tumblr_loyc49WKba1qa2l2po1_500_0Some weeks ago I came across a great story in The Urban Country blog. The photograph shows the front cover of the San Francisco Call, headlining a demonstration of thousands of protesters -more than 100.000 according to the newspaper- who gathered to protest against what started to be an excessive presence of private cars in the streets of this Californian city. I am not an expert on critical mass demonstrations nor on the urban cycling movement, but this figure seems to be a huge number. What is fascinating here is that, in those days, private car was still in the first stages of its domination of streets but, even though, people were already feeling it was gaining too much space and too many privileges in urban design. Of course, the historical context of this episode might be more complex but it seems a good story to understand how it all began in our history of private car supremacy. You can read more details on the story in The Great Bicycle Protest of 1896.

The Great Bicycle Demonstration intended to gain attention of the demands for more security and asking for bicycles to be considered also in the repavement of Market Street, on of the main arteries of the city. For sure, this may be one of the very first parades of bicyclists, in a time when riders were starting a social movement in main cities across the country. Seen in perspective, this could be considered one of the first signs that the growing presence of automobiles was creating unknown conflicts and perceptions in urban life.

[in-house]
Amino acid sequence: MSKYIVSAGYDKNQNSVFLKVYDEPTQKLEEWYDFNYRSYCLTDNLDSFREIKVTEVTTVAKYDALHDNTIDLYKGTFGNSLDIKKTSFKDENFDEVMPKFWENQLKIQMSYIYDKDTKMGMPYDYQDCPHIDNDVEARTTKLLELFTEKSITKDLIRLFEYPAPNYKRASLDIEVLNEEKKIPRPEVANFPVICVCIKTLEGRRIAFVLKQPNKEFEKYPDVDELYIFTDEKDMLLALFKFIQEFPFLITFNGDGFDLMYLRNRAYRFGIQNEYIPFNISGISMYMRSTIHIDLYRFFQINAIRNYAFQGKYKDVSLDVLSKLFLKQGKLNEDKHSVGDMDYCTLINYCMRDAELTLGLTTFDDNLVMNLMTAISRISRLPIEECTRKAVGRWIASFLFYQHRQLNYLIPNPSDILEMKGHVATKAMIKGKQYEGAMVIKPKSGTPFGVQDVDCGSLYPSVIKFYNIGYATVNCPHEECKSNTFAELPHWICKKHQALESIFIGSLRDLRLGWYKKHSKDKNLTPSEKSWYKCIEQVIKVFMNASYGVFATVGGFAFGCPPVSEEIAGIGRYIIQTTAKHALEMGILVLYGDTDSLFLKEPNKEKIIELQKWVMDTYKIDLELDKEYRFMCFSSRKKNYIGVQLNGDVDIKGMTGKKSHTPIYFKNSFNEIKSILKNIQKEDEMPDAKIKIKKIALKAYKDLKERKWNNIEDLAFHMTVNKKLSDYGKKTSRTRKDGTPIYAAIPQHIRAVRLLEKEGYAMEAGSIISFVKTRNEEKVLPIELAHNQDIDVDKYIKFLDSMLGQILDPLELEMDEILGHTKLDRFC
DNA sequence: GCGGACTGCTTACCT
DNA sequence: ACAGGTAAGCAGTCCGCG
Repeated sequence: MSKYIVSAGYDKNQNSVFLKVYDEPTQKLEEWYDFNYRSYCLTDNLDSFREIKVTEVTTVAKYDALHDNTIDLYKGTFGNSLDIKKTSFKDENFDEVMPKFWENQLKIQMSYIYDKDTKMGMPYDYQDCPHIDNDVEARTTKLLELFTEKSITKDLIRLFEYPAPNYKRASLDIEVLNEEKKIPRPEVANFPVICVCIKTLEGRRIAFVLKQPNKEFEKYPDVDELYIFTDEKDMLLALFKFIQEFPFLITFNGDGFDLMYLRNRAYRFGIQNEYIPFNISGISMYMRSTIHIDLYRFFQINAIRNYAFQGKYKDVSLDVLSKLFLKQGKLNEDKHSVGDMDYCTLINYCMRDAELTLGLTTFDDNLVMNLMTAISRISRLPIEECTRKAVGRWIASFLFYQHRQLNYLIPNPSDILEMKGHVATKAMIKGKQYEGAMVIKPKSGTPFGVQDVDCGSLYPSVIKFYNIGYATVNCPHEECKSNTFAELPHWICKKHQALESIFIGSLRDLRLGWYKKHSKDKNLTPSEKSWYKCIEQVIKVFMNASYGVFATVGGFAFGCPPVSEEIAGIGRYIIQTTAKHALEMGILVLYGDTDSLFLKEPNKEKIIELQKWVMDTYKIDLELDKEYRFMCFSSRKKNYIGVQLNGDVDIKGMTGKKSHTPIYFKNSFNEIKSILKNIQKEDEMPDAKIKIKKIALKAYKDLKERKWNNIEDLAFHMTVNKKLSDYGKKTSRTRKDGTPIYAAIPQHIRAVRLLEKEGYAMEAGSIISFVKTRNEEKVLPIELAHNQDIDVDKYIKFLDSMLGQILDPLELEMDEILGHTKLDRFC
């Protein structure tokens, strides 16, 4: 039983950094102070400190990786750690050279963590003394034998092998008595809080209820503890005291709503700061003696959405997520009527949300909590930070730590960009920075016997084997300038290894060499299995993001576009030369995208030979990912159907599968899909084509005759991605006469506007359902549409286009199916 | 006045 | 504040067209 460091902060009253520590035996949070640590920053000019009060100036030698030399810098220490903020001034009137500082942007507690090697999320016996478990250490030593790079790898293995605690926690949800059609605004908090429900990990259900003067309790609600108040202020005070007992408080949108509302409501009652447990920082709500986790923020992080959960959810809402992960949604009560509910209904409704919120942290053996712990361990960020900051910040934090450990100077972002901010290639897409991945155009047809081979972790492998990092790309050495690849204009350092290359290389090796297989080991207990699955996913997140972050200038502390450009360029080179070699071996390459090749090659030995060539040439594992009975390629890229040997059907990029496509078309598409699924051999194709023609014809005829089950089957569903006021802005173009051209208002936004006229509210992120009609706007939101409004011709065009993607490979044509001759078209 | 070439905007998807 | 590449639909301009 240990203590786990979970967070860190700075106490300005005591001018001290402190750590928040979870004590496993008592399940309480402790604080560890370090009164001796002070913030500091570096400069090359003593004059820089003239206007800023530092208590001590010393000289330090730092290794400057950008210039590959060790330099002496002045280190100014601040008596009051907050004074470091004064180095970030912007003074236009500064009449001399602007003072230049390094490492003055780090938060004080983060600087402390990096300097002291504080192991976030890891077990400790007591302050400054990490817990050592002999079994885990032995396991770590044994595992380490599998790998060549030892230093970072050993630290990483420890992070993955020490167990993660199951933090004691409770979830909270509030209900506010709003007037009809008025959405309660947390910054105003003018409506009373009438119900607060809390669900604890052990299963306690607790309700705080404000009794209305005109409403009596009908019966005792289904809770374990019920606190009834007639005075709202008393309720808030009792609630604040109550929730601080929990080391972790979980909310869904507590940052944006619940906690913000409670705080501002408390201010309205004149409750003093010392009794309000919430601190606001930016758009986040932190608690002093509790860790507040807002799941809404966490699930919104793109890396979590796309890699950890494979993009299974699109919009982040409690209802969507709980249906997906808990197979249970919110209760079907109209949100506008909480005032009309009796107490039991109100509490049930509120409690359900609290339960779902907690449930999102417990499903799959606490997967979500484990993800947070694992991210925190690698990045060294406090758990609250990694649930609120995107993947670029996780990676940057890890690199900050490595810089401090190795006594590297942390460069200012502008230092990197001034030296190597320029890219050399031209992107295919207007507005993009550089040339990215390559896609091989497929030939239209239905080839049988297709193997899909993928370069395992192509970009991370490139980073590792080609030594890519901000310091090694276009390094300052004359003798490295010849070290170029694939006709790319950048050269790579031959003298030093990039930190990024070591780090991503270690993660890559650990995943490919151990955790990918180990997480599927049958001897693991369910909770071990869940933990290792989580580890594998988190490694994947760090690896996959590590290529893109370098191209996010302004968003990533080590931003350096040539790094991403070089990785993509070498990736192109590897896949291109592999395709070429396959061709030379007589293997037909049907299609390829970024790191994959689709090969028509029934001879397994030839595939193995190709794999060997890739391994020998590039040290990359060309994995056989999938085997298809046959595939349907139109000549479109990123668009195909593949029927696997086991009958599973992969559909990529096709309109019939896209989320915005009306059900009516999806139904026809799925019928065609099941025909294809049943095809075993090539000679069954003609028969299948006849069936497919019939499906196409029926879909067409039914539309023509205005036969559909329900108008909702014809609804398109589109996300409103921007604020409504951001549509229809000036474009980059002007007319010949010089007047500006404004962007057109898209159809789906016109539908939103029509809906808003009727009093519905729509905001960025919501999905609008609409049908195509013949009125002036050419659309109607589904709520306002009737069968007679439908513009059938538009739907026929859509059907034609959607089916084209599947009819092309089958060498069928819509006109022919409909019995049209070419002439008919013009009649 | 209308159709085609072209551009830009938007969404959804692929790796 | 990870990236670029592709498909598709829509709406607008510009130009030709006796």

The demonstration meant to defend the role of bicycles as an ideal way for urban transport that was rediscovered in the second part of the XIX century and became very popular while it had to find its own place when other modes of transport like trams and horse carriages were already established and had their own infrastructures and regulations. The Good Roads movement was trying to dignify roads and streets to make them more secure and accessible for all choices of urban mobility. However,  bicycles were losing the battle as they were considered to be outsiders that would be better removed from circulation. After all, bicycles were so popular and were crowding the roads and starting to create problems of coexistence. More or less, the picture then could be similar to a rush hour in Copenhagen today:

Since then, a whole century dominated by the prominence of private cars in urban design and the way most cities have been developed. The great mistake of the autocentric urban development. One century later, we are coming back to bicycles as a new trend. Then there was the Good Roads movement and now we have the Complete Streets movement, an urban design approach to secure more equality and balance among those who move and live in cities.

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